At the same time I am part of this learning process, either as a consequence effect or as the originator. Do I have to teach her how to sit? Absolutely not. Am I facilitating her learning? Absolutely.
This IS nature’s classroom. A protected trial and error process that expands all her neural pathways for future learning. Protected from danger and trauma by supervision and safety processes.
But as usual with perfect childhood, lots of cleaning for the grown-ups!
Better than all your birthdays put together. A complete package of such cuteness that your insides turn to warm caramel. A huggable, wriggly, kissing snuggler. Gaze affectionately at your deep sleeping pal and watch them dream of adventures in grassy fields, snuffling under leaves and sighing contentedly at your feet.
In anticipation of this living pleasure you blew your credit card to the enthusiastic pet store. A crate for safe sleeping lined with soft, cosy bedding. Expensive puppy toys scientifically manufactured to provide the perfect psychological enrichment. Food that would shame Harrod’s Food Hall with exclusive ingredients. Designer bowls that are just the right shade of colour and pattern to match the bedding, crate, cover and coat. A full wardrobe of miniature lead and collar, harnesses, jackets, brushes, combs and shampoos. Puppy pads for accidents, extra fencing for the garden, a picker-up of poo and a lifetime supply of bags.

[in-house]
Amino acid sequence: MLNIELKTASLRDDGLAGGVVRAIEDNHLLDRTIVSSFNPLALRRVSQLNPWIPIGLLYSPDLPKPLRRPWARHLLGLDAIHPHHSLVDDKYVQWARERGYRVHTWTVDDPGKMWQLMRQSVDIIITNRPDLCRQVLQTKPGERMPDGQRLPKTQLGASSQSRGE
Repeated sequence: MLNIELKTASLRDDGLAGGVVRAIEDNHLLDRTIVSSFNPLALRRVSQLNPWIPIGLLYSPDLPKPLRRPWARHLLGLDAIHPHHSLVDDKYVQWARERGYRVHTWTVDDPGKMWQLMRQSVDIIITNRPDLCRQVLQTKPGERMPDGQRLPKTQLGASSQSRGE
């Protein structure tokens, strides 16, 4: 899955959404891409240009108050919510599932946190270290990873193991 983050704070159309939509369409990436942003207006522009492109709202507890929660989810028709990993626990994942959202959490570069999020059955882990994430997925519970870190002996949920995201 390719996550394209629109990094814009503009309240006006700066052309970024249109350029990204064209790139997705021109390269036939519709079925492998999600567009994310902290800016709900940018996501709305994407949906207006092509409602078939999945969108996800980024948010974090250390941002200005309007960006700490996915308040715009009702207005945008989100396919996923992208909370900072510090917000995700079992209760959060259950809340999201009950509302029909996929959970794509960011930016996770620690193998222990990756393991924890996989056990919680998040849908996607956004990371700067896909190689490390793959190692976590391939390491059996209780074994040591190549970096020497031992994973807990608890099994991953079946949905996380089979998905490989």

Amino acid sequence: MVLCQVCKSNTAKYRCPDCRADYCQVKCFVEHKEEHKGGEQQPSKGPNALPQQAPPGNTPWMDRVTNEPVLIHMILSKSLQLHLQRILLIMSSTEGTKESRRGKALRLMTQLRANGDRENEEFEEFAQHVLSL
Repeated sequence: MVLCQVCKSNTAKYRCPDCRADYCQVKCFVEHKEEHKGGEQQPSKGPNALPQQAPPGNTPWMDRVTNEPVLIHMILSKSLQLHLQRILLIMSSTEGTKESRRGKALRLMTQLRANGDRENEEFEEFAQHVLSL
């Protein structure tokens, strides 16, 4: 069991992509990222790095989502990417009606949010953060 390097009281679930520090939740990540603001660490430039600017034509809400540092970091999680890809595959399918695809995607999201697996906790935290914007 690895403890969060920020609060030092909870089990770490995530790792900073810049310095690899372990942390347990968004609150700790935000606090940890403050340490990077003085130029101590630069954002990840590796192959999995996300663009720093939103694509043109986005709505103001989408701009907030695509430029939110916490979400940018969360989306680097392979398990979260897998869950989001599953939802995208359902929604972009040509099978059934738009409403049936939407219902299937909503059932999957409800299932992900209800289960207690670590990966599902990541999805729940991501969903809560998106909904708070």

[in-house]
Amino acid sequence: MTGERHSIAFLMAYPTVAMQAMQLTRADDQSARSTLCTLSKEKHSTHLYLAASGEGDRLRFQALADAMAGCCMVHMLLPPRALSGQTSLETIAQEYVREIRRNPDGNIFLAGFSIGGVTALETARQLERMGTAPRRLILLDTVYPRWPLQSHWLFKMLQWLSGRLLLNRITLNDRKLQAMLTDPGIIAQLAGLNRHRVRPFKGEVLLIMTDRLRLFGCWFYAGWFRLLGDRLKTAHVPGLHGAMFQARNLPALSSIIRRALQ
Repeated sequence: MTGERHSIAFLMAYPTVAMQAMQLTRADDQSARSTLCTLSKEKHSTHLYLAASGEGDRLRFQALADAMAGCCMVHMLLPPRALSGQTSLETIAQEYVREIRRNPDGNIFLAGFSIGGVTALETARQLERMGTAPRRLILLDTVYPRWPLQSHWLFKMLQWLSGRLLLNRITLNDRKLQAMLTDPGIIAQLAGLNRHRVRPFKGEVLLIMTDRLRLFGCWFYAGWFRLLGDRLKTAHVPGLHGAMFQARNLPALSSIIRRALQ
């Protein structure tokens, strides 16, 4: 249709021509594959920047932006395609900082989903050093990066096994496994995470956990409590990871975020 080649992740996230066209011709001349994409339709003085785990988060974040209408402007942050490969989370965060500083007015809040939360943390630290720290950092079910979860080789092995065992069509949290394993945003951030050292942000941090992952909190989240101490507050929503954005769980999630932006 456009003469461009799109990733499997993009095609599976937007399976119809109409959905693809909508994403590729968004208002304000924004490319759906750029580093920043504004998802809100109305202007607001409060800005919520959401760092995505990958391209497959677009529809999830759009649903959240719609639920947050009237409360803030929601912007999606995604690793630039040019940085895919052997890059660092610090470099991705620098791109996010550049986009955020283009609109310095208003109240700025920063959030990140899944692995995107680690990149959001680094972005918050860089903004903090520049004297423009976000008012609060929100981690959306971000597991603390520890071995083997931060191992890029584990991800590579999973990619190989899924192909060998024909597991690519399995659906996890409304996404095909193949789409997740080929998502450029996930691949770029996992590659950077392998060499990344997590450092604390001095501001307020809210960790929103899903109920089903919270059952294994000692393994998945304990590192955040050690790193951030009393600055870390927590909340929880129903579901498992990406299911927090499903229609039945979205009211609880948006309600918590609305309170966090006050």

To follow the enthusiasm of your pet store you will be welcomed with professional enthusiasm by your local veterinary practice as they introduce you to the reality of private medicine. The gloom of future bills will be brightened by an insurance policy that will equal the equivalent of a small people carrier.
Three weeks of sleeping on the sofa should be anticipated to ensure you do not enter the nightmare of hostile neighbours. Puppies can scream for several hours, break your heart and kill any chance of your enjoyment of the following day companionship as they sleep soundly.